The Whole Lyst-Is-Selling-Live-Dogs Thing Is Probably, Definitely a PR Stunt

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Lyst

“OK, wait, so, should I get a French bulldog with my YSL bag, or a large border collie?” What sounds like a deleted scene from “Legally Blonde” is actually a question shoppers can “ask” themselves while browsing e-comm site Lyst, which announced Tuesday it started selling “a new range of puppies and dogs,” which are referred to as “one of a kind accessories guaranteed to make an impact.” Har har.

Despite the morning’s manic headlines, it’s obvious this a joke of some sort. A vetoed April’s Fool’s prank pushed live by some hungover IT guy. Another “provocative” campaign promised by the site’s head of global communications Joanna Christie. (Lyst pulled another “prank” on the world the week after April Fool’s, when it blasted a press release stating the site was holding a DHL driver hostage after “kidnapping” him in return for 1,000 DHL T-shirts that bear resemblance to Vetements’s $330 version. Double har har.)

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I tried to preorder a $420 Cavalier King Charles Spaniel (“Made famous by Charlotte York-Goldenblatt in season six of Sex And The City, [this dog] is adored by fashionistas, who consider the prestigious pup the perfect addition to relaxed athleisurewear, or a more regal ensemble”) and was taken not to a checkout area but to my computer’s mail function, where I’m prompted to set up a new account. Plus, my attempt to place an order only links to an email address ‘caninecare@ly.st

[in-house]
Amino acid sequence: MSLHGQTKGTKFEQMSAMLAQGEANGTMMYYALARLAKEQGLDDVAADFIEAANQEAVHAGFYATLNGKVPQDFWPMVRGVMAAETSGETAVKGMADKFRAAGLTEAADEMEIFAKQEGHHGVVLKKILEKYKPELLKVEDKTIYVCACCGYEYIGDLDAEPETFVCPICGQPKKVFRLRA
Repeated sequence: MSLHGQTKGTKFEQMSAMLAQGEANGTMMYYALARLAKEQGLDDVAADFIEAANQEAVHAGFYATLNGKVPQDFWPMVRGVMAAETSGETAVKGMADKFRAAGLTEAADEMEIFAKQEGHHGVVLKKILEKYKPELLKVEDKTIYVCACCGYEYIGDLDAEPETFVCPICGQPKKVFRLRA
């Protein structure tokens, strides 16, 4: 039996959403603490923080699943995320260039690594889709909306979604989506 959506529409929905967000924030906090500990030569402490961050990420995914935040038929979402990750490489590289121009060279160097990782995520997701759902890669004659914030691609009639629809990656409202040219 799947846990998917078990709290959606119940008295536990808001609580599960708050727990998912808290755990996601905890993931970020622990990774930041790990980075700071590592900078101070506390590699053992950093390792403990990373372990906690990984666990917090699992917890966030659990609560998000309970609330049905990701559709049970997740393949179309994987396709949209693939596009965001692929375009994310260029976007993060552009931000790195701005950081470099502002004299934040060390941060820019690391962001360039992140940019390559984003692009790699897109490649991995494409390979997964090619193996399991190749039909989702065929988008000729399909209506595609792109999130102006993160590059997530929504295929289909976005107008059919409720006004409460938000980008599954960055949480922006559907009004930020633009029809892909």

And then there’s the issue of ordering live animals on the same site you’d order a Moschino bag—probably not kosher—and the heavy-handed copy makes it read more like fashion-industry ribbing than anything else. According to the Mirror, Lyst also recently hired noted “controversial” marketer Christian Woolfenden who oversaw the infamous 2014 Oscar Pistorius ad that prompted more than 5,000 complaints to the Advertising Standards Authority.

People on Twitter, obviously, aren’t taking this lying down, with many wondering if it’s a sick stunt. Yeah, a stunt to get the entire Internet talking about Lyst. Until proven wrong—I’m going with “fake.”

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